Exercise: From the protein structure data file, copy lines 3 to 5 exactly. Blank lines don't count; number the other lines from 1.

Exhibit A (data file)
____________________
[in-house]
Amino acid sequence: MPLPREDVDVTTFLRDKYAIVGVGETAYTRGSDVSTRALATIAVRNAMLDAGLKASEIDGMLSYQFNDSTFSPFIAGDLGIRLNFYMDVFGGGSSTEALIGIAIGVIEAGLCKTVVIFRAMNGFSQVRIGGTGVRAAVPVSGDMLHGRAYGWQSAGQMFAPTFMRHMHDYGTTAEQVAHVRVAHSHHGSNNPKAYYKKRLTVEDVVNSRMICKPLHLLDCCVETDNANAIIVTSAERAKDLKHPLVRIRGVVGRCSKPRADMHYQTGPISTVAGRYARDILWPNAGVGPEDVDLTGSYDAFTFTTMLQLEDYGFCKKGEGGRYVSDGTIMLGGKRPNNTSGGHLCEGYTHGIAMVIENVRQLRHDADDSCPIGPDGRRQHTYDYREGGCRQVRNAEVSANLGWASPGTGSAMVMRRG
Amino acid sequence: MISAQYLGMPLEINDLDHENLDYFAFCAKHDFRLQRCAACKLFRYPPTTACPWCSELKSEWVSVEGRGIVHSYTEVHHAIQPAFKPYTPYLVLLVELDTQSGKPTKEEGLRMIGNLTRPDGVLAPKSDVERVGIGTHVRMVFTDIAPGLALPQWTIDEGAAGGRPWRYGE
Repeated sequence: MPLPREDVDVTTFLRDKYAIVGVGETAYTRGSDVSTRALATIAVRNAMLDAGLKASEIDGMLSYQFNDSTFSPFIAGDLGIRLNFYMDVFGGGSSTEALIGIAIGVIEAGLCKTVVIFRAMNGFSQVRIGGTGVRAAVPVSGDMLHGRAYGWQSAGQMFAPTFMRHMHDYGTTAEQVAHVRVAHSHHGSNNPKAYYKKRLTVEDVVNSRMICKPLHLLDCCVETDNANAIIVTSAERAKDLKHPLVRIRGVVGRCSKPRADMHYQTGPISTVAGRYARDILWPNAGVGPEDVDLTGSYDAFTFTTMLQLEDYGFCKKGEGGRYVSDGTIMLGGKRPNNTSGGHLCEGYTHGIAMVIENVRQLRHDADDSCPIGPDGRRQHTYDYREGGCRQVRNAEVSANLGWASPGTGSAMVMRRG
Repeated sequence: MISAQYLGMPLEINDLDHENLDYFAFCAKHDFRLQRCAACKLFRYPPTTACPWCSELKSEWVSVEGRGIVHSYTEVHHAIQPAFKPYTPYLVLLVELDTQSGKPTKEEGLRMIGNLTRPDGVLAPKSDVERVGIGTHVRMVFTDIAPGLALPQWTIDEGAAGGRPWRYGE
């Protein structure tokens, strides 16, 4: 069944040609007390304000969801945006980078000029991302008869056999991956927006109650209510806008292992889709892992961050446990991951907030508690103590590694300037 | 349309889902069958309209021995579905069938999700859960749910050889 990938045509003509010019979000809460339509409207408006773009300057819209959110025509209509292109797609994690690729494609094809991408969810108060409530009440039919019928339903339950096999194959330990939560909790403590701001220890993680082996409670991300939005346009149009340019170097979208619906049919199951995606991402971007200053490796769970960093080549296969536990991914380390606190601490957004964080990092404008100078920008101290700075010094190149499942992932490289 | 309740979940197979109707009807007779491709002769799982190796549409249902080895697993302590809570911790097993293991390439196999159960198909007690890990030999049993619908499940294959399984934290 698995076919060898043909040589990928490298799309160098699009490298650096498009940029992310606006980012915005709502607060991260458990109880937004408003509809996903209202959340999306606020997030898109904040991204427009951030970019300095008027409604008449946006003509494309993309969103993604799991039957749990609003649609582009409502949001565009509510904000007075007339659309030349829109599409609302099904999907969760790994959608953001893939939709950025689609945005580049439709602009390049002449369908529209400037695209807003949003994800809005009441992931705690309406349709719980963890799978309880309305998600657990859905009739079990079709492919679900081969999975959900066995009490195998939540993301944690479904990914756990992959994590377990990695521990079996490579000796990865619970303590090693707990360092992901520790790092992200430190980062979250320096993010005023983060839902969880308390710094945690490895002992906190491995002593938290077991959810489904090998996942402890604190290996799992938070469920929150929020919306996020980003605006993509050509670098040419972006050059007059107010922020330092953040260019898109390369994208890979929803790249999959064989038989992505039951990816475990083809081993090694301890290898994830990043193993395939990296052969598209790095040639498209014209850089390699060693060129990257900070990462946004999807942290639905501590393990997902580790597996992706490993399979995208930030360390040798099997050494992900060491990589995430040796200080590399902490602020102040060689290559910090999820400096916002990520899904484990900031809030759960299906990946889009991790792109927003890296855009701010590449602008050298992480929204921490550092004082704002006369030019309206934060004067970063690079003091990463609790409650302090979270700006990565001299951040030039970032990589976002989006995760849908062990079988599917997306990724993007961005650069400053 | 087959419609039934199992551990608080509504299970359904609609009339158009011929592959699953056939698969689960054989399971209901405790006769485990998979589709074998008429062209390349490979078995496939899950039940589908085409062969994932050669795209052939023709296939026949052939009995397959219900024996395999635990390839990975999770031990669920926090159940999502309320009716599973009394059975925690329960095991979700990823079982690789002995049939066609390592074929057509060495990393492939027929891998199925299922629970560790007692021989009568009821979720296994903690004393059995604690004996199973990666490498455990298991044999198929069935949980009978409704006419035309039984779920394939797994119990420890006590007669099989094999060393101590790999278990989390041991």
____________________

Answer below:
Amino acid sequence: MISAQYLGMPLEINDLDHENLDYFAFCAKHDFRLQRCAACKLFRYPPTTACPWCSELKSEWVSVEGRGIVHSYTEVHHAIQPAFKPYTPYLVLLVELDTQSGKPTKEEGLRMIGNLTRPDGVLAPKSDVERVGIGTHVRMVFTDIAPGLALPQWTIDEGAAGGRPWRYGE
Repeated sequence: MPLPREDVDVTTFLRDKYAIVGVGETAYTRGSDVSTRALATIAVRNAMLDAGLKASEIDGMLSYQFNDSTFSPFIAGDLGIRLNFYMDVFGGGSSTEALIGIAIGVIEAGLCKTVVIFRAMNGFSQVRIGGTGVRAAVPVSGDMLHGRAYGWQSAGQMFAPTFMRHMHDYGTTAEQVAHVRVAHSHHGSNNPKAYYKKRLTVEDVVNSRMICKPLHLLDCCVETDNANAIIVTSAERAKDLKHPLVRIRGVVGRCSKPRADMHYQTGPISTVAGRYARDILWPNAGVGPEDVDLTGSYDAFTFTTMLQLEDYGFCKKGEGGRYVSDGTIMLGGKRPNNTSGGHLCEGYTHGIAMVIENVRQLRHDADDSCPIGPDGRRQHTYDYREGGCRQVRNAEVSANLGWASPGTGSAMVMRRG
Repeated sequence: MISAQYLGMPLEINDLDHENLDYFAFCAKHDFRLQRCAACKLFRYPPTTACPWCSELKSEWVSVEGRGIVHSYTEVHHAIQPAFKPYTPYLVLLVELDTQSGKPTKEEGLRMIGNLTRPDGVLAPKSDVERVGIGTHVRMVFTDIAPGLALPQWTIDEGAAGGRPWRYGE